Bataan Death March Update

Posted: April 8, 2012 in Uncategorized
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Nearly 7,000 participated in a march at White Sands Missile Range on 27 MAR to honor the 70th anniversary of the Bataan Memorial Death March. The special ceremony also drew more than a dozen survivors. The Bataan Memorial Death March honors the World War II Soldiers who suffered during the April 1942 march after thousands of American and Filipino service members surrendered to Japanese forces. Many died during the 80-mile march or became prisoners of war. Around 1,800 New Mexico National Guard members endured the march. It was the fourth year in a row, 93-year-old Bataan survivor, retired Col. Ben Skardon joined the march. "I started when I was 89 years old," Skardon said with a chuckle. Skardon was one of the now-diminishing number of American and Filipino soldiers who endured a nine-day, 80-mile march after having been surrendered to the Japanese during World War II in 1942. Marchers would be bayoneted if they fell too far behind, stopped to relieve themselves or try to take a swig of water from the nearest springs.
Retired Col. Ben Skardon Archival photo of U.S. prisoners
"The Bataan Death March was just the beginning; it got worse from there," Skardon said during a speech he gave at the WSMR's Post Theater the day before the march. Of the more than 70,000 that were forced to march, 54,000 made it to the camp sites alive. Two years after the initial enslavement and camp torture, the prisoners were loaded onto ships, 1,000 at a time, in a space only suitable for a fourth of that number. Some ships were torpedoed by the U.S. military due to the ships being unmarked. Survivors from the first attack received treatment and were loaded onto a second ship, which was once again attacked by U.S. Navy divers. A third ship finally took the prisoners to their destination of Mojii, Japan. Skardon recalls the account as the "47 days of horrendous inhumanity." Skardon said he weighed 90 pounds at that time. "I learned how easy it is to die when you lose the will to live," Skardon said.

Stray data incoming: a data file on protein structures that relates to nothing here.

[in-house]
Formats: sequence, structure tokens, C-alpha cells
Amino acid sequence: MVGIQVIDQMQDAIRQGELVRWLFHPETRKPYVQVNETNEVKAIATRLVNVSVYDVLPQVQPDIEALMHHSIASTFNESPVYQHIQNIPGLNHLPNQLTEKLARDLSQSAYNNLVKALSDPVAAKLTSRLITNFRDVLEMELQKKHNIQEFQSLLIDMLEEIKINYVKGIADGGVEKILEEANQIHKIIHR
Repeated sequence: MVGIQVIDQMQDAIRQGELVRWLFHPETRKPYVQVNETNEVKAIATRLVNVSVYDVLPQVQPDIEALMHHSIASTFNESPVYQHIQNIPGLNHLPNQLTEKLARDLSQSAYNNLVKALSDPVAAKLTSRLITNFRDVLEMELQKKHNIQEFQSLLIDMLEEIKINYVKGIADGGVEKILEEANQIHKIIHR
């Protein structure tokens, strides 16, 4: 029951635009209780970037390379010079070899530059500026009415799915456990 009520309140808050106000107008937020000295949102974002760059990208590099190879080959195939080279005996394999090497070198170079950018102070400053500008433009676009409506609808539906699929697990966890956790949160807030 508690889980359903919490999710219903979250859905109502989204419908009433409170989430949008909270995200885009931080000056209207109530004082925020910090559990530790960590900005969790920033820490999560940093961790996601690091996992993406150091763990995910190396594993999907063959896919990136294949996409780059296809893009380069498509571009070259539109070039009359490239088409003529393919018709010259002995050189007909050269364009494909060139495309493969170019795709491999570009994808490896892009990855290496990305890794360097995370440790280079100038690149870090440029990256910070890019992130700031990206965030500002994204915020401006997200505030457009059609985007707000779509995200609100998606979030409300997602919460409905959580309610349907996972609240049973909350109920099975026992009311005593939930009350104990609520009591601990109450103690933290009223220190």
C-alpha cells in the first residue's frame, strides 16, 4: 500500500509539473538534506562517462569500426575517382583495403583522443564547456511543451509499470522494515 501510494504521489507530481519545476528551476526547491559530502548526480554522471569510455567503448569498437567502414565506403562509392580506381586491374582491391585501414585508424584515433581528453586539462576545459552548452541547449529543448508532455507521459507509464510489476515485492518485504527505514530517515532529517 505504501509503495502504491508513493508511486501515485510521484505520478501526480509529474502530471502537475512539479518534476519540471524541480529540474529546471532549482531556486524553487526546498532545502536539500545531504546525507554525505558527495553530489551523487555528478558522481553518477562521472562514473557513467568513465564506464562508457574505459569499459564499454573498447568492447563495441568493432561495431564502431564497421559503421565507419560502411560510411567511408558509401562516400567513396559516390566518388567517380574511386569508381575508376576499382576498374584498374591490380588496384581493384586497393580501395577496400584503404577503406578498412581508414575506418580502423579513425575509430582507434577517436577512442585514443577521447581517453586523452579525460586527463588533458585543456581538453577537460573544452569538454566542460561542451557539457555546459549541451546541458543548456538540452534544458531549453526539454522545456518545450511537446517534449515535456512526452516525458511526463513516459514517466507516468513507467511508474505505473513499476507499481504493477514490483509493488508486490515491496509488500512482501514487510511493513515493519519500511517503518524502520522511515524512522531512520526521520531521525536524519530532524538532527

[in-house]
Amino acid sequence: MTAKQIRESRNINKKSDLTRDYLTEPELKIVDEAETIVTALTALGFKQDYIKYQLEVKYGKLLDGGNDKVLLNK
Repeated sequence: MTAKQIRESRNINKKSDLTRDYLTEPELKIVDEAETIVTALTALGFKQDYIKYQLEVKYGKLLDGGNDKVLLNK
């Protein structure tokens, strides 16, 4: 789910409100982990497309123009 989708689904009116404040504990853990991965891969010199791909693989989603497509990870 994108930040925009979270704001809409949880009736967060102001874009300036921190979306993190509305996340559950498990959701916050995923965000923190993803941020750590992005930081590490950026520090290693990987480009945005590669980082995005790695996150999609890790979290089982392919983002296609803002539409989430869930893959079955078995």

Skardon was 24 years old and assigned to the 92nd Infantry Regiment at the time. He attributes his survival to two fellow soldiers and Clemson graduates, Henry Leitner and Otis Morgan who cared for him when he fell ill. Before they were forced to march, Skardon said he hid away a can of condensed milk and his Clemson ring in a piece of cloth. He said he would take sips of the milk during the march and drink it between his teeth. When he became ill, the soldiers who took care of him advised him to exchange his gold ring for food. The ring was exchanged for a chicken and a can of ham. The soldiers cooked and hand-fed him the soup and he soon regained his strength. "I don't have any ax to grind whatsoever. It's really an emotional thing it's a tribute," Skardon said. During the march his nephew, Hooper Skardon, carried both a can of condensed milk and a Clemson University ring, a replacement. Hooper said it was a struggle to get the condensed can of milk through the South Carolina airport security. "We had to go all the way to the top security at the airport. They wouldn't let us go until they advised me to say we needed it for medicinal purposes," Hooper said. [Source: Associated Press article 26 Mar 2012 ++]

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